|It’s a Ryan Shame|
|Written by Christopher Kreush|
|Thursday, 15 December 2011 04:54|
It’s been a busy offseason week. As we discussed, the Miami Marlins signed Heath Bell, Jose Reyes, and Mark Buehrle to free agent contracts. There were rumors of the team next going after Albert Pujols and, if that failed, Prince Fielder, along with C.J. Wilson. It was as if the Steinbrenners got lost and wound up in South Florida instead of Tampa.
Things didn’t quite work out the way the Marlins planned as the Los Angeles Angels of Anaheim (the most ridiculous team name in sports) swooped in, stole Miami’s thunder, and signed both Pujols and Wilson. That effectively wiped the Marlins off the back page of every newspaper in America (leaving everyone saying Miami who?) and replacing them with the Angels’ halo. Los Angeles was now basking in the light of being the most talked about team in baseball and was very pleased with themselves for changing the competitive balance in the American League West.
As big a story as the Wilson and Pujols signings were, the Angels were about to go the same way as the Marlins as far as the back page goes. Unfortunately, it wouldn’t be from a blockbuster trade or another big free agent signing. As we all know by now, the big news was that performance-enhancing drugs have raised their ugly head once again. This time they weren’t associated with a marginal or mediocre player as has been the case most often since Barry Bonds, Mark McGwire, Roger Clemens, et al. Rather, it was none other than the National League Most Valuable Player – Ryan Braun.
The good news is that when the story broke everyone was surprised if not totally shocked. Surprised because PED use has pretty much been a non-story since Clemens and Brian McNamee started dragging each other through the courts, a good sign that the drug policy put in place through an agreement between the players, their union and the Commissioner’s office is working. That the game we love is getting back to a more innocent time. That might sound cliché or pie in the sky in this age of drug engineering and masking agents, but I doubt there’s anyone who wasn’t hoping for that deep down inside.
The bad news being that the reality of PED's are still here even if they are lurking in the shadows and not the news they were in the early 2000’s. The fact that our game is still haunted by the dark cloud that caused so many of us to question the integrity of our heroes and the validity of the Holy Grail of our sport – the record book. That someone who we wanted to believe came from a new generation that was free from the stain of PED’s was now caught in the maelstrom of banned substances. That the reigning NL MVP is now facing a 50-game suspension. That the game we love isn’t as clean as it should be no matter how much we want it to be – no matter how much the powers that be tell us it is.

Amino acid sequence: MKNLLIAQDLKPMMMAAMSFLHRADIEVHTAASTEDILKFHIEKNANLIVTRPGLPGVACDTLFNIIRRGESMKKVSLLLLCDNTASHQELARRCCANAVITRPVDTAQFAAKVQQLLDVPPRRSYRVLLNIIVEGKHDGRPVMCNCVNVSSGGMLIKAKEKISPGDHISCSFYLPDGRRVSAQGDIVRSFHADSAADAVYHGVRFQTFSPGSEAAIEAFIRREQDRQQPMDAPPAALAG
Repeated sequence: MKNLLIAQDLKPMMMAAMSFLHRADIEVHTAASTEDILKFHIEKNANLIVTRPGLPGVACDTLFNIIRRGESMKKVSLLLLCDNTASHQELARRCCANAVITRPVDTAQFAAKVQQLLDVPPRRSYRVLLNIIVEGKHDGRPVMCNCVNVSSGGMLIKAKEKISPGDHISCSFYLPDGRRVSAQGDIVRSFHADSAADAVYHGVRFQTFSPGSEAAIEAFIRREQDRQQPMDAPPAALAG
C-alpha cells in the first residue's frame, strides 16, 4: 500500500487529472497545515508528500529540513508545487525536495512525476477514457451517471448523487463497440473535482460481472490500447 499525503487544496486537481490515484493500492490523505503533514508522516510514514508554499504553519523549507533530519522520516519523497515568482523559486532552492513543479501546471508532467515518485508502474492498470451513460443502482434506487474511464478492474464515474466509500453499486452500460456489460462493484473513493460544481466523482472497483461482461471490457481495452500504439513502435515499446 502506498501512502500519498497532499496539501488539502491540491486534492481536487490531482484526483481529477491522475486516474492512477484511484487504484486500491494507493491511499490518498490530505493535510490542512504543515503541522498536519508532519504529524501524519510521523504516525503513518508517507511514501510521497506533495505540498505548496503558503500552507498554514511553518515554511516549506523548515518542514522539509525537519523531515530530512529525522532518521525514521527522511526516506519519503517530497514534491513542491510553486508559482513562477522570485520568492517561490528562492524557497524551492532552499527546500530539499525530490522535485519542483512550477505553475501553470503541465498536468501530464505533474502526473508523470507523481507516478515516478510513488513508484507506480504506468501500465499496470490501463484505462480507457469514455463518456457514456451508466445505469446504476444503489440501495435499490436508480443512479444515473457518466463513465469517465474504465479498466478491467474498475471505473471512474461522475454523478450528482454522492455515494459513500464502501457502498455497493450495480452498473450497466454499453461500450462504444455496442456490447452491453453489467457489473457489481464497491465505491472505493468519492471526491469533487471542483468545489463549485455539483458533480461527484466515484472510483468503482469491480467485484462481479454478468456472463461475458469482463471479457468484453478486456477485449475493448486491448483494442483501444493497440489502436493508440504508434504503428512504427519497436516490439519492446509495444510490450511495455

Instead, we are again thrust back in time when the whole mess of PED’s and the circus that surrounded them became the story instead of the game on the field being the story. Players Association executive director Michael Weiner has said we shouldn’t rush to judgment. A Ryan Braun spokesman said there are “highly unusual circumstances” concerning the positive test result. Braun himself has called the test results “B.S.” With such a high profile case, MLB requested the World Anti-Doping Agency to perform a second test to confirm the results of the first test. They did and it did.
Braun, obviously, is proclaiming his innocence and MLB is yet to issue a final verdict in the case. So this will drag out who knows how long before a decision is made and appeal or arbitration. In the meantime, we, the fans, are again left to wonder how clean the game is and if we can trust anyone – no matter how squeaky clean we think they are.I, for one, am hoping Ryan Braun is vindicated and there is found to be extremely extenuating circumstances surrounding this case. Hoping that baseball really can be as innocent and pie in the sky as a one-time little boy growing up wishing he could be one of his heroes thought it was.